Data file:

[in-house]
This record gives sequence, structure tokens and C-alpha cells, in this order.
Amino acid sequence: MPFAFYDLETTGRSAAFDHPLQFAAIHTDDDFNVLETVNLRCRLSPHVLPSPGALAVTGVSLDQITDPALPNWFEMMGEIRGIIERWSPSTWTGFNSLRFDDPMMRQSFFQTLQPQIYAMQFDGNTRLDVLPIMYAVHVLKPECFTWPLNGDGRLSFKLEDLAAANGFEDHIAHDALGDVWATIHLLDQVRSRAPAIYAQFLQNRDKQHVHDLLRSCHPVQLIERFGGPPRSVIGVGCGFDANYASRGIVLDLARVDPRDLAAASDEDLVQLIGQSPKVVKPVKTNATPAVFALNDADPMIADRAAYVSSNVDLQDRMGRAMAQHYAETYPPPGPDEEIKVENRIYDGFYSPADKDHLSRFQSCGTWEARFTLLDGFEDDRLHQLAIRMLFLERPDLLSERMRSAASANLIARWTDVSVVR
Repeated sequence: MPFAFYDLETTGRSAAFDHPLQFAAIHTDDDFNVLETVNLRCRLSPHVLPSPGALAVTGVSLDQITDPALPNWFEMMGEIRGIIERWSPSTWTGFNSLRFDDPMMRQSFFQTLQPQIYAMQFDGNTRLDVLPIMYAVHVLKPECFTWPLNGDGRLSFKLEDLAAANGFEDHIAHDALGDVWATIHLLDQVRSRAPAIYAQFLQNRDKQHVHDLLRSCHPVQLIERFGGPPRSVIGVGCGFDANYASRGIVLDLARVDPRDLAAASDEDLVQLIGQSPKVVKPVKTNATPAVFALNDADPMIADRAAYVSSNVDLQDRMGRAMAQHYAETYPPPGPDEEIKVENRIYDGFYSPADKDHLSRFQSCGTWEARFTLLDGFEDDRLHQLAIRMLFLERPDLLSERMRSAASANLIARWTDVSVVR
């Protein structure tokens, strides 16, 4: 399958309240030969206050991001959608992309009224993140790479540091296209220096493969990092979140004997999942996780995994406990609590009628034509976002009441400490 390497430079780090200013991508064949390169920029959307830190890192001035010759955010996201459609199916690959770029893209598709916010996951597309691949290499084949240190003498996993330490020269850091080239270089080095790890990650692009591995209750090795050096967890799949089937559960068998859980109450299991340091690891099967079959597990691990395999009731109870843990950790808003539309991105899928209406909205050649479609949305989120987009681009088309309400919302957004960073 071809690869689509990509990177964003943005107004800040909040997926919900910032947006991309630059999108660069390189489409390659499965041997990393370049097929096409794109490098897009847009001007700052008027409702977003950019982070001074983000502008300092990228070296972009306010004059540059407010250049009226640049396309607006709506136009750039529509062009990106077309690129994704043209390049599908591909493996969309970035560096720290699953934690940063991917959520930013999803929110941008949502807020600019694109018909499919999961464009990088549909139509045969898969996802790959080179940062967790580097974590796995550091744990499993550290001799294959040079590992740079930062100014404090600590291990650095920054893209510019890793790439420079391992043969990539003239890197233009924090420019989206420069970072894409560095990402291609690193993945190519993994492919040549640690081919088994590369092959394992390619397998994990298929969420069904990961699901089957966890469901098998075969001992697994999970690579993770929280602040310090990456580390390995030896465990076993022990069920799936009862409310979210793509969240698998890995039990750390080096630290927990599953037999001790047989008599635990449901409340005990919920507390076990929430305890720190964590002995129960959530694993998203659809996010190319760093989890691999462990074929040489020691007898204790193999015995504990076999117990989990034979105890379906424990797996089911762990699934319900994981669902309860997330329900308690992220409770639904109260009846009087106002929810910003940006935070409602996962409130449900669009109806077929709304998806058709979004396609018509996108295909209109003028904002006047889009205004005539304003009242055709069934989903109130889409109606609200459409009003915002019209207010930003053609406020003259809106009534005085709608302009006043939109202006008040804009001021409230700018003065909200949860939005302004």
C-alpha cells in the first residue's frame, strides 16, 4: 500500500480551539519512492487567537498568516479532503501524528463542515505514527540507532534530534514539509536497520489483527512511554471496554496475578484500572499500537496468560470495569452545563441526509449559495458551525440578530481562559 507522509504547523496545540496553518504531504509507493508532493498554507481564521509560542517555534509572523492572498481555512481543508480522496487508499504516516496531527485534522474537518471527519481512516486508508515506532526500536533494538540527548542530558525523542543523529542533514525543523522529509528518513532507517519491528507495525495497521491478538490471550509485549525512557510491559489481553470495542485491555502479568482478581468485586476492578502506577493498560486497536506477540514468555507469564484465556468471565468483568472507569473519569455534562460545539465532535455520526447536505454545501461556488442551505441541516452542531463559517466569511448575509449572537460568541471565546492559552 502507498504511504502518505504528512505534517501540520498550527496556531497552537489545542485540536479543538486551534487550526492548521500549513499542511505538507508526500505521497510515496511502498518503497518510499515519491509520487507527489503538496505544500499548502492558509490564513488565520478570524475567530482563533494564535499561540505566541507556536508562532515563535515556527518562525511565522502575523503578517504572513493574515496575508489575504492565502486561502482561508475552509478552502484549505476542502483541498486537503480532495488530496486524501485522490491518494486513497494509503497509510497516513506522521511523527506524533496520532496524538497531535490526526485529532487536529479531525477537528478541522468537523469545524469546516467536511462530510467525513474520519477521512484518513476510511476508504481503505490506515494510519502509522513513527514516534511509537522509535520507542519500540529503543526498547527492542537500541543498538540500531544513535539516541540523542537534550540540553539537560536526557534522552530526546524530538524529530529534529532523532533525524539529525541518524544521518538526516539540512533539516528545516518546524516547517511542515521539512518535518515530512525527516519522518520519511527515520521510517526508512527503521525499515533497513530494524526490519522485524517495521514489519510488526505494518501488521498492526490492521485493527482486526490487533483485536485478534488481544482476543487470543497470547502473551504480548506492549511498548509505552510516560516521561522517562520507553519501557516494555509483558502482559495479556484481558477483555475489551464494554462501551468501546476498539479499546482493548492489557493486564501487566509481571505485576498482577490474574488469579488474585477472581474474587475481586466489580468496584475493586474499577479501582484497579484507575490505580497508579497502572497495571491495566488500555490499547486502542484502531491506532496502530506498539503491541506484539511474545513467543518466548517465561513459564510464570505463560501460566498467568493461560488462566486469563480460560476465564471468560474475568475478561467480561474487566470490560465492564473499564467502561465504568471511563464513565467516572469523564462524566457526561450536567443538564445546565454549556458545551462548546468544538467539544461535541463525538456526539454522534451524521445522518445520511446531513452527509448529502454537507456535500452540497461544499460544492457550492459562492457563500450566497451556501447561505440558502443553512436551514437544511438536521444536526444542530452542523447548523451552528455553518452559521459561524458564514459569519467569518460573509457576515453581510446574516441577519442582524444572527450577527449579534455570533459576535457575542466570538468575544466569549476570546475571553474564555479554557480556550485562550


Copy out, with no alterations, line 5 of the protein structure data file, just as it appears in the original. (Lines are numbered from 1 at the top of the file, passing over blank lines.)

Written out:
């Protein structure tokens, strides 16, 4: 399958309240030969206050991001959608992309009224993140790479540091296209220096493969990092979140004997999942996780995994406990609590009628034509976002009441400490 390497430079780090200013991508064949390169920029959307830190890192001035010759955010996201459609199916690959770029893209598709916010996951597309691949290499084949240190003498996993330490020269850091080239270089080095790890990650692009591995209750090795050096967890799949089937559960068998859980109450299991340091690891099967079959597990691990395999009731109870843990950790808003539309991105899928209406909205050649479609949305989120987009681009088309309400919302957004960073 071809690869689509990509990177964003943005107004800040909040997926919900910032947006991309630059999108660069390189489409390659499965041997990393370049097929096409794109490098897009847009001007700052008027409702977003950019982070001074983000502008300092990228070296972009306010004059540059407010250049009226640049396309607006709506136009750039529509062009990106077309690129994704043209390049599908591909493996969309970035560096720290699953934690940063991917959520930013999803929110941008949502807020600019694109018909499919999961464009990088549909139509045969898969996802790959080179940062967790580097974590796995550091744990499993550290001799294959040079590992740079930062100014404090600590291990650095920054893209510019890793790439420079391992043969990539003239890197233009924090420019989206420069970072894409560095990402291609690193993945190519993994492919040549640690081919088994590369092959394992390619397998994990298929969420069904990961699901089957966890469901098998075969001992697994999970690579993770929280602040310090990456580390390995030896465990076993022990069920799936009862409310979210793509969240698998890995039990750390080096630290927990599953037999001790047989008599635990449901409340005990919920507390076990929430305890720190964590002995129960959530694993998203659809996010190319760093989890691999462990074929040489020691007898204790193999015995504990076999117990989990034979105890379906424990797996089911762990699934319900994981669902309860997330329900308690992220409770639904109260009846009087106002929810910003940006935070409602996962409130449900669009109806077929709304998806058709979004396609018509996108295909209109003028904002006047889009205004005539304003009242055709069934989903109130889409109606609200459409009003915002019209207010930003053609406020003259809106009534005085709608302009006043939109202006008040804009001021409230700018003065909200949860939005302004």